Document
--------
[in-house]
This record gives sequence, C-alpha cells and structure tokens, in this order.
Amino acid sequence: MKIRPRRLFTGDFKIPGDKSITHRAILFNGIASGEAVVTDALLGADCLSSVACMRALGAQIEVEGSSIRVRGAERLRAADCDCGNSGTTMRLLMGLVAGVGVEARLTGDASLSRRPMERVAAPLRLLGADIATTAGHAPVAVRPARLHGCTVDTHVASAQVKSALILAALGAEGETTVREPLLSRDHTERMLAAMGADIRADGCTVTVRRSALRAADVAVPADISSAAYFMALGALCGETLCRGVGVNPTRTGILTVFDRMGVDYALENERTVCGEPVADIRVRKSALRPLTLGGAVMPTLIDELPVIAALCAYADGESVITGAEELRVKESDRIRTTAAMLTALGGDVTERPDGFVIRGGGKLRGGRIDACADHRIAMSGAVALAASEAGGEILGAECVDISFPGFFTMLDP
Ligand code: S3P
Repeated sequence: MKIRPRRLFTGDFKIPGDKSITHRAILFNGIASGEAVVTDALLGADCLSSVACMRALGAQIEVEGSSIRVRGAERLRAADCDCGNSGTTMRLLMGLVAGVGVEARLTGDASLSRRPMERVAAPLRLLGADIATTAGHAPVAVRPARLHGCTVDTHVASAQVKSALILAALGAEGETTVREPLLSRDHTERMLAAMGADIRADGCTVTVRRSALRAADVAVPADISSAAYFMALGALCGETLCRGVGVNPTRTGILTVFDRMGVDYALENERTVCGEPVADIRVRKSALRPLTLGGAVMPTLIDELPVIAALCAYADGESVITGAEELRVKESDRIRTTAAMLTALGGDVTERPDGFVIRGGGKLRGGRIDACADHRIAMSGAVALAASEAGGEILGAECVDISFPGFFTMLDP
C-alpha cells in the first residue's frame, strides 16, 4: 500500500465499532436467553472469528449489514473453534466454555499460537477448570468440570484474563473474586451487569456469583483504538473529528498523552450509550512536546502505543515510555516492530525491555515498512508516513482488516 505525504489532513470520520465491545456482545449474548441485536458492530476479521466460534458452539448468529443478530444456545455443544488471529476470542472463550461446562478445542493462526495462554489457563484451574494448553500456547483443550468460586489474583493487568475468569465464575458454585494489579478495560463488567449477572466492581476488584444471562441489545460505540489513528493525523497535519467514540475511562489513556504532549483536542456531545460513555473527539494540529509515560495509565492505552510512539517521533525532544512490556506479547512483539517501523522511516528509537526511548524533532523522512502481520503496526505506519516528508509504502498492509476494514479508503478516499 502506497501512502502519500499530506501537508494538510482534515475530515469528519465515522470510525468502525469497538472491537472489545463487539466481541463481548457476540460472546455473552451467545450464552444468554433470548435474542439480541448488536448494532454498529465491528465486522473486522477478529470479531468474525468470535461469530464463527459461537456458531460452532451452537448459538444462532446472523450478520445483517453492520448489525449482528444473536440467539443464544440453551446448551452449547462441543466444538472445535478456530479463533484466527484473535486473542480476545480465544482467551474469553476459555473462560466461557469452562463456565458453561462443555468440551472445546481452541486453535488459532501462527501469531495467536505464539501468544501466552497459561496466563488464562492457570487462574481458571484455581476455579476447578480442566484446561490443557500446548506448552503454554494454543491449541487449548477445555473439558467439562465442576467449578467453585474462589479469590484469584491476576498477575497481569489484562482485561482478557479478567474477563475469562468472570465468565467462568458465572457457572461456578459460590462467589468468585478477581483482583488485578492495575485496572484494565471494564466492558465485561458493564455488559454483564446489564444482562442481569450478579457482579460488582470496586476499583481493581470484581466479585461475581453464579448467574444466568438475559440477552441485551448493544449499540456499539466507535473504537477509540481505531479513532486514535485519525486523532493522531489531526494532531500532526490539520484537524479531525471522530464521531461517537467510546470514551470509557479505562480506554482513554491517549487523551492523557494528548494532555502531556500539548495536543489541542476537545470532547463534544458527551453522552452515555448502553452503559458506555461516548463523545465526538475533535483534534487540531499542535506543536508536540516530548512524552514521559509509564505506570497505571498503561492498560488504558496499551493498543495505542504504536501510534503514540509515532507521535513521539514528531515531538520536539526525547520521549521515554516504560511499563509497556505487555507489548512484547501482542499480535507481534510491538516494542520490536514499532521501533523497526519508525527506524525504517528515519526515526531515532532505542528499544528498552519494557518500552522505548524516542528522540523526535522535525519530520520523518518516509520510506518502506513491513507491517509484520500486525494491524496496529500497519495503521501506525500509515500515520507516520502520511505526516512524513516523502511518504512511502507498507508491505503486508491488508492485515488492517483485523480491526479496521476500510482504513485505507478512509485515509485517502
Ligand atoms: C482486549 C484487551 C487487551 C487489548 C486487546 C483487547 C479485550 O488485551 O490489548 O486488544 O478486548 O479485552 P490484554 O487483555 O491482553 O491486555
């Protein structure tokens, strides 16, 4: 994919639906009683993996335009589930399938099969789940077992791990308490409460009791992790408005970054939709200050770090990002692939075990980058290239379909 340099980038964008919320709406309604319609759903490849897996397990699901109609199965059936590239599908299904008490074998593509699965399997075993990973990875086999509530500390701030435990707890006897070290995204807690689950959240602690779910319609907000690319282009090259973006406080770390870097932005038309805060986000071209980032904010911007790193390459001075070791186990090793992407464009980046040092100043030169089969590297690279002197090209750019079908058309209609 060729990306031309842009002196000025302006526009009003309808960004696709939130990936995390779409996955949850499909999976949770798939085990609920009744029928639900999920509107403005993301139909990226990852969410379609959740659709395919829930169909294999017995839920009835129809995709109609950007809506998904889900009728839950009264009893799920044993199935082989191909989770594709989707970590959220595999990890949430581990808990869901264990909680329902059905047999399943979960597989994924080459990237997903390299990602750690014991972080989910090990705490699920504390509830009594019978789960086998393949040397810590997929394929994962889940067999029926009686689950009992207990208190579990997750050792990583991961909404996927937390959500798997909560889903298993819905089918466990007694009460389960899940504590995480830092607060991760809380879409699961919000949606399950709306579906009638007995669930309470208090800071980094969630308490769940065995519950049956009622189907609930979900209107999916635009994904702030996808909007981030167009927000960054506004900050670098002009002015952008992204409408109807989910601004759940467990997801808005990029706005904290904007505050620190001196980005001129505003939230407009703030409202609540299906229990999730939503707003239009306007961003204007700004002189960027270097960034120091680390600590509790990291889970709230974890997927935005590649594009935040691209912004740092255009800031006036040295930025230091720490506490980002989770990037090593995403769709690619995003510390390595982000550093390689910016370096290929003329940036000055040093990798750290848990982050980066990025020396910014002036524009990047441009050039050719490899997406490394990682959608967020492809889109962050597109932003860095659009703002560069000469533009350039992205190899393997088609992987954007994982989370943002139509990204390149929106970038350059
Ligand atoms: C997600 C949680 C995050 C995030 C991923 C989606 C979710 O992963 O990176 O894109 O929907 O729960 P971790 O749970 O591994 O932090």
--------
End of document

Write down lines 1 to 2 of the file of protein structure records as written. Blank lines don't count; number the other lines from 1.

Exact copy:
[in-house]
This record gives sequence, C-alpha cells and structure tokens, in this order.